To the consternation of the patrician, Lord Vetinari, a new invention has arrived in Ankh-Morpork - a great clanging monster of a machine that harnesses the power of all of the elements: earth, air, fire and water. This being Ankh-Morpork, it's soon drawing astonished crowds, some of whom caught the zeitgeist early and arrive armed with notepads and very sensible rainwear. Moist von Lipwig is not a man who enjoys hard work - as master of the Post Office, the Mint and the Royal Bank his input is, of course, vital ...but largely dependent on words, which are fortunately not very heavy and don't always need greasing. However, he does enjoy being alive, which makes a new job offer from Vetinari hard to refuse...Steam is rising over Discworld, driven by Mister Simnel, the man wi' t'flat cap and sliding rule who has an interesting arrangement with the sine and cosine. Moist will have to grapple with gallons of grease, goblins, a fat controller with a history of throwing employees down the stairs and some very angry dwarfs if he's going to stop it all going off the rails...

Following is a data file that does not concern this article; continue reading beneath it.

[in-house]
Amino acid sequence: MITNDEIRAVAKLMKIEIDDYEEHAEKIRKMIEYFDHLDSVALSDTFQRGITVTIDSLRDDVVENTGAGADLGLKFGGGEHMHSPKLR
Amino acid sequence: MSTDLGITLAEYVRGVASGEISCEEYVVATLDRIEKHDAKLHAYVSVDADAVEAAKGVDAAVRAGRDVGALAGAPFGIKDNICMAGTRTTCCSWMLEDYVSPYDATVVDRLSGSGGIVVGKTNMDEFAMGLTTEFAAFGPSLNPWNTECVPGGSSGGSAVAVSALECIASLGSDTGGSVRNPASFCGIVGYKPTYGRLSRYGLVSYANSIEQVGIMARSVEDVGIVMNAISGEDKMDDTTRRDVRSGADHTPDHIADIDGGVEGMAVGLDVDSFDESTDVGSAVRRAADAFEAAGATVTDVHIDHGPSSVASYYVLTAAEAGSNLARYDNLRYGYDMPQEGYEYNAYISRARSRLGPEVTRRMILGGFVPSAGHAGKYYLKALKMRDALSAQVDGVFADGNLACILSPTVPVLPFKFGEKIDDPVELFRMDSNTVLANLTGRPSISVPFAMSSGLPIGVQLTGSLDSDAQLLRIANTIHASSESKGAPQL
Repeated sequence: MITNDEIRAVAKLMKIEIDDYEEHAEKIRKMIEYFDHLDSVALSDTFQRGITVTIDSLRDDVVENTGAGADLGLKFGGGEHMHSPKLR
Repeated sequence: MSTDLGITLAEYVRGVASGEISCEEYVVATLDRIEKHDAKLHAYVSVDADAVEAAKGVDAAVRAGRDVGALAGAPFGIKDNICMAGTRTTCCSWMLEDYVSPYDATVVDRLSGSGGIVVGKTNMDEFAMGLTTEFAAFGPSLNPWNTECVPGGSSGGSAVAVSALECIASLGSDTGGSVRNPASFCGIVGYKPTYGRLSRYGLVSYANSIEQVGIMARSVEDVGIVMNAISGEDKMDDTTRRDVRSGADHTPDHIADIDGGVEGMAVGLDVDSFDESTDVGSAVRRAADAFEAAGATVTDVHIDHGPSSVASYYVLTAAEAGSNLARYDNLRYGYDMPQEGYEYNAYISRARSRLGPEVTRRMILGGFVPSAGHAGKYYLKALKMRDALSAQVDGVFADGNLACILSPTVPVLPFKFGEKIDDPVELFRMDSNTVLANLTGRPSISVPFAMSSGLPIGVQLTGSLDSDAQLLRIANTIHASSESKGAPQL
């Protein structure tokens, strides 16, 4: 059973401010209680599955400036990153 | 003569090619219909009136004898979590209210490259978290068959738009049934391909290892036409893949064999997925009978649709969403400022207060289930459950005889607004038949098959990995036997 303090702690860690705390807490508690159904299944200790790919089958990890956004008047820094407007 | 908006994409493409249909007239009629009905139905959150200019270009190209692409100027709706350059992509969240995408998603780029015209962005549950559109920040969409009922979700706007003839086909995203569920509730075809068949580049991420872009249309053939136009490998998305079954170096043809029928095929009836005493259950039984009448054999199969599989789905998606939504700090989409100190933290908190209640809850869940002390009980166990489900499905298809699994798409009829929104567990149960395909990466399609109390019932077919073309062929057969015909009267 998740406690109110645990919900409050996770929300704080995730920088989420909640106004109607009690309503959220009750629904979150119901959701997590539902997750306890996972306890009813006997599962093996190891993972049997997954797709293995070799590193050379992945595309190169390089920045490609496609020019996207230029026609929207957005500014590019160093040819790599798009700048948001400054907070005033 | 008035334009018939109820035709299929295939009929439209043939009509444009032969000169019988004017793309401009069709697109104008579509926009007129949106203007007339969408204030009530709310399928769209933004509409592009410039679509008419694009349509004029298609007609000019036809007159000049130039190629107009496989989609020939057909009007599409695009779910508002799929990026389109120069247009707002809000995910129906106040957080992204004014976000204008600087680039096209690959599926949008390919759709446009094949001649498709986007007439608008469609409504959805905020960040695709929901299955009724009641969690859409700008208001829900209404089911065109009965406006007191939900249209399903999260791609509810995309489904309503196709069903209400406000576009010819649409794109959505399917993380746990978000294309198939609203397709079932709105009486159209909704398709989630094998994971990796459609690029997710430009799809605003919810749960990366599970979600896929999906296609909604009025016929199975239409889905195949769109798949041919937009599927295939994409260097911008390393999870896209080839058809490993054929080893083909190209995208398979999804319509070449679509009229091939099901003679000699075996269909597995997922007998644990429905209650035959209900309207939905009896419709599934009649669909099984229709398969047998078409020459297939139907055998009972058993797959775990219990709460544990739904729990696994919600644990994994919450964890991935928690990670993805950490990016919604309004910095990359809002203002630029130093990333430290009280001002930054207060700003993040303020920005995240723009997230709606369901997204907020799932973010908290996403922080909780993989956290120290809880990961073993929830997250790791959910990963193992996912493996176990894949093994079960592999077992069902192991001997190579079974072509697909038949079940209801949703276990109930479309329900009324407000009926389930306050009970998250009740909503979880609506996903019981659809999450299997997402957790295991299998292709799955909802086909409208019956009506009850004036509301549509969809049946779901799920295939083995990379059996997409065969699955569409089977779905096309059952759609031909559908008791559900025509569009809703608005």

"Laugh-out-loud funny...A chuffing wonderful book." SFX "Terry Pratchett's creation is still going strong after 30 years as Ankh-Morpork branches into the railway age...There are sly nods to the history of railways and a cheeky reference to The Railway Children. Most aficionados, however, will be on the look-out for in-jokes and references from previous novels - of which there is no shortage...It is at the level of the sentence that Pratchett wins his fans." The Times "The genius of Pratchett is that he never goes for the straight allegory...he remains one of the most consistently funny writers around; a master of the stealth simile, the time-delay pun and the deflationary three-part list...I could tell which of my fellow tube passengers had downloaded it to their e-readers by the bouts of spontaneous laughter." -- Ben Aaronovitch The Guardian
Terry Pratchett is the acclaimed creator of the global bestselling Discworld series, the first of which, The Colour of Magic, was published in 1983. Raising Steam is his fortieth Discworld novel. His books have been widely adapted for stage and screen, and he is the winner of multiple prizes, including the Carnegie Medal, as well as being awarded a knighthood for services to literature. After falling out with his keyboard he now talks to his computer. Occasionally, these days, it answers back. www.terrypratchett.co.uk @terryandrob